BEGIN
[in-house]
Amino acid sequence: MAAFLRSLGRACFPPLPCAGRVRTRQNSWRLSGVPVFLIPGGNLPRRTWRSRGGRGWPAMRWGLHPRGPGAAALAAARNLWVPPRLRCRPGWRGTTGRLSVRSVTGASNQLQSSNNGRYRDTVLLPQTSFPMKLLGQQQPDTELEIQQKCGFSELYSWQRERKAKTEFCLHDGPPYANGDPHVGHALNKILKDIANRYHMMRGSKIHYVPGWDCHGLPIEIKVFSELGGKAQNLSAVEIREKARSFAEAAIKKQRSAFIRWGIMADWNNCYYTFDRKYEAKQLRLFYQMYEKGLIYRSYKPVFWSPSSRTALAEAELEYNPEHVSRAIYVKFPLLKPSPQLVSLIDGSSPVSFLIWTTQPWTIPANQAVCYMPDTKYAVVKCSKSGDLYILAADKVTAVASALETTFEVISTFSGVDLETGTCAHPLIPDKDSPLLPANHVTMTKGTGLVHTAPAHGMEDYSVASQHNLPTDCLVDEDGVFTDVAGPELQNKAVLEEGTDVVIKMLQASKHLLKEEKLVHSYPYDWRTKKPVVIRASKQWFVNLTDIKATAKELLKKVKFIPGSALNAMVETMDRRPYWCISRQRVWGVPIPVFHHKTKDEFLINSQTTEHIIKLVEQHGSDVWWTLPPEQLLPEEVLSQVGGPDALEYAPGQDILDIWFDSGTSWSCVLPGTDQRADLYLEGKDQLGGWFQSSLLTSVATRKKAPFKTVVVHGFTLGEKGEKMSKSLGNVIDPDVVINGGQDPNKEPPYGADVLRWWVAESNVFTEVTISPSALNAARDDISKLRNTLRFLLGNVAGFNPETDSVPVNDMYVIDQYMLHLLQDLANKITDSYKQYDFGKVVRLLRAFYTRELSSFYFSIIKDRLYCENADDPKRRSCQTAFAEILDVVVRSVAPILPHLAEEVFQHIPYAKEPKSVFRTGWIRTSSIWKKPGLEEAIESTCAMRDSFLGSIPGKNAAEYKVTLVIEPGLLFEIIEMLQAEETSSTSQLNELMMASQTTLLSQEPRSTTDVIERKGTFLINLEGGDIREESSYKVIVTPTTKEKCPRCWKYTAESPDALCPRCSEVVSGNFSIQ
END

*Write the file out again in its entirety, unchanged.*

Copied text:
[in-house]
Amino acid sequence: MAAFLRSLGRACFPPLPCAGRVRTRQNSWRLSGVPVFLIPGGNLPRRTWRSRGGRGWPAMRWGLHPRGPGAAALAAARNLWVPPRLRCRPGWRGTTGRLSVRSVTGASNQLQSSNNGRYRDTVLLPQTSFPMKLLGQQQPDTELEIQQKCGFSELYSWQRERKAKTEFCLHDGPPYANGDPHVGHALNKILKDIANRYHMMRGSKIHYVPGWDCHGLPIEIKVFSELGGKAQNLSAVEIREKARSFAEAAIKKQRSAFIRWGIMADWNNCYYTFDRKYEAKQLRLFYQMYEKGLIYRSYKPVFWSPSSRTALAEAELEYNPEHVSRAIYVKFPLLKPSPQLVSLIDGSSPVSFLIWTTQPWTIPANQAVCYMPDTKYAVVKCSKSGDLYILAADKVTAVASALETTFEVISTFSGVDLETGTCAHPLIPDKDSPLLPANHVTMTKGTGLVHTAPAHGMEDYSVASQHNLPTDCLVDEDGVFTDVAGPELQNKAVLEEGTDVVIKMLQASKHLLKEEKLVHSYPYDWRTKKPVVIRASKQWFVNLTDIKATAKELLKKVKFIPGSALNAMVETMDRRPYWCISRQRVWGVPIPVFHHKTKDEFLINSQTTEHIIKLVEQHGSDVWWTLPPEQLLPEEVLSQVGGPDALEYAPGQDILDIWFDSGTSWSCVLPGTDQRADLYLEGKDQLGGWFQSSLLTSVATRKKAPFKTVVVHGFTLGEKGEKMSKSLGNVIDPDVVINGGQDPNKEPPYGADVLRWWVAESNVFTEVTISPSALNAARDDISKLRNTLRFLLGNVAGFNPETDSVPVNDMYVIDQYMLHLLQDLANKITDSYKQYDFGKVVRLLRAFYTRELSSFYFSIIKDRLYCENADDPKRRSCQTAFAEILDVVVRSVAPILPHLAEEVFQHIPYAKEPKSVFRTGWIRTSSIWKKPGLEEAIESTCAMRDSFLGSIPGKNAAEYKVTLVIEPGLLFEIIEMLQAEETSSTSQLNELMMASQTTLLSQEPRSTTDVIERKGTFLINLEGGDIREESSYKVIVTPTTKEKCPRCWKYTAESPDALCPRCSEVVSGNFSIQ